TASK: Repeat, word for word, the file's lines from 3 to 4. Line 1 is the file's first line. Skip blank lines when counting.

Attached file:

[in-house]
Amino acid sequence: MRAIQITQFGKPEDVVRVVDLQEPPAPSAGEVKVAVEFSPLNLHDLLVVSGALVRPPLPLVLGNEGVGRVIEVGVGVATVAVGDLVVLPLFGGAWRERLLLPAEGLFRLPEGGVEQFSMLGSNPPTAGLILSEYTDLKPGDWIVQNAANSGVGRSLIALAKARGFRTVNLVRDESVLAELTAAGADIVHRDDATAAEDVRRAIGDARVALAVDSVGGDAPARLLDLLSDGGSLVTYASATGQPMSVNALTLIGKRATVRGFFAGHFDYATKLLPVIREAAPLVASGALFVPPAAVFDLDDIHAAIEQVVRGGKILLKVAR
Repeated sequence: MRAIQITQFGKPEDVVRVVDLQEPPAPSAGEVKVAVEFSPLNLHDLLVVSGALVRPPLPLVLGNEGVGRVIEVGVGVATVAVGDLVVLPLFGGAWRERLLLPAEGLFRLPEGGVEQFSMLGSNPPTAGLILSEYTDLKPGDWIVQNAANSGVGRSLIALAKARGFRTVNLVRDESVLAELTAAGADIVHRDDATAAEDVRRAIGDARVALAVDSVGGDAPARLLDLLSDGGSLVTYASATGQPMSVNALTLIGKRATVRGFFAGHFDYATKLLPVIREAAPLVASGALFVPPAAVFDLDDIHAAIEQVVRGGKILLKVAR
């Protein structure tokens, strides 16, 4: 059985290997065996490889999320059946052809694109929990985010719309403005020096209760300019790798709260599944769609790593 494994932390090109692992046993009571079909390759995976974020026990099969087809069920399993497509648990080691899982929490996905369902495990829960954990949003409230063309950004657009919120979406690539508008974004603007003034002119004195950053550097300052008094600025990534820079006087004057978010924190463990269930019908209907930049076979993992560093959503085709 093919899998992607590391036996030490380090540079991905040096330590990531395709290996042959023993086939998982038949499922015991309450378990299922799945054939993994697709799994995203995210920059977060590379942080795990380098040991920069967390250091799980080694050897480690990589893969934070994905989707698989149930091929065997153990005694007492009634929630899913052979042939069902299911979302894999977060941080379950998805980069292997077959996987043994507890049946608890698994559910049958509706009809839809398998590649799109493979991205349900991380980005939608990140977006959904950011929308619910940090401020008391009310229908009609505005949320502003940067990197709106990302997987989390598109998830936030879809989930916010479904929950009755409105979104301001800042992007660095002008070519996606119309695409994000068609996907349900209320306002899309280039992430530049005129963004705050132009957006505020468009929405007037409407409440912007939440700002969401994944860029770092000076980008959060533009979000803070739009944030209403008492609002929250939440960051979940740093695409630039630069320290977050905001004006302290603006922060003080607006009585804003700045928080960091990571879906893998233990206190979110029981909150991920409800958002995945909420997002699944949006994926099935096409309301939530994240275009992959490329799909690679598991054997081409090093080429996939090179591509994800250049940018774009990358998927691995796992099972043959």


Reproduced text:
Repeated sequence: MRAIQITQFGKPEDVVRVVDLQEPPAPSAGEVKVAVEFSPLNLHDLLVVSGALVRPPLPLVLGNEGVGRVIEVGVGVATVAVGDLVVLPLFGGAWRERLLLPAEGLFRLPEGGVEQFSMLGSNPPTAGLILSEYTDLKPGDWIVQNAANSGVGRSLIALAKARGFRTVNLVRDESVLAELTAAGADIVHRDDATAAEDVRRAIGDARVALAVDSVGGDAPARLLDLLSDGGSLVTYASATGQPMSVNALTLIGKRATVRGFFAGHFDYATKLLPVIREAAPLVASGALFVPPAAVFDLDDIHAAIEQVVRGGKILLKVAR
């Protein structure tokens, strides 16, 4: 059985290997065996490889999320059946052809694109929990985010719309403005020096209760300019790798709260599944769609790593 494994932390090109692992046993009571079909390759995976974020026990099969087809069920399993497509648990080691899982929490996905369902495990829960954990949003409230063309950004657009919120979406690539508008974004603007003034002119004195950053550097300052008094600025990534820079006087004057978010924190463990269930019908209907930049076979993992560093959503085709 093919899998992607590391036996030490380090540079991905040096330590990531395709290996042959023993086939998982038949499922015991309450378990299922799945054939993994697709799994995203995210920059977060590379942080795990380098040991920069967390250091799980080694050897480690990589893969934070994905989707698989149930091929065997153990005694007492009634929630899913052979042939069902299911979302894999977060941080379950998805980069292997077959996987043994507890049946608890698994559910049958509706009809839809398998590649799109493979991205349900991380980005939608990140977006959904950011929308619910940090401020008391009310229908009609505005949320502003940067990197709106990302997987989390598109998830936030879809989930916010479904929950009755409105979104301001800042992007660095002008070519996606119309695409994000068609996907349900209320306002899309280039992430530049005129963004705050132009957006505020468009929405007037409407409440912007939440700002969401994944860029770092000076980008959060533009979000803070739009944030209403008492609002929250939440960051979940740093695409630039630069320290977050905001004006302290603006922060003080607006009585804003700045928080960091990571879906893998233990206190979110029981909150991920409800958002995945909420997002699944949006994926099935096409309301939530994240275009992959490329799909690679598991054997081409090093080429996939090179591509994800250049940018774009990358998927691995796992099972043959």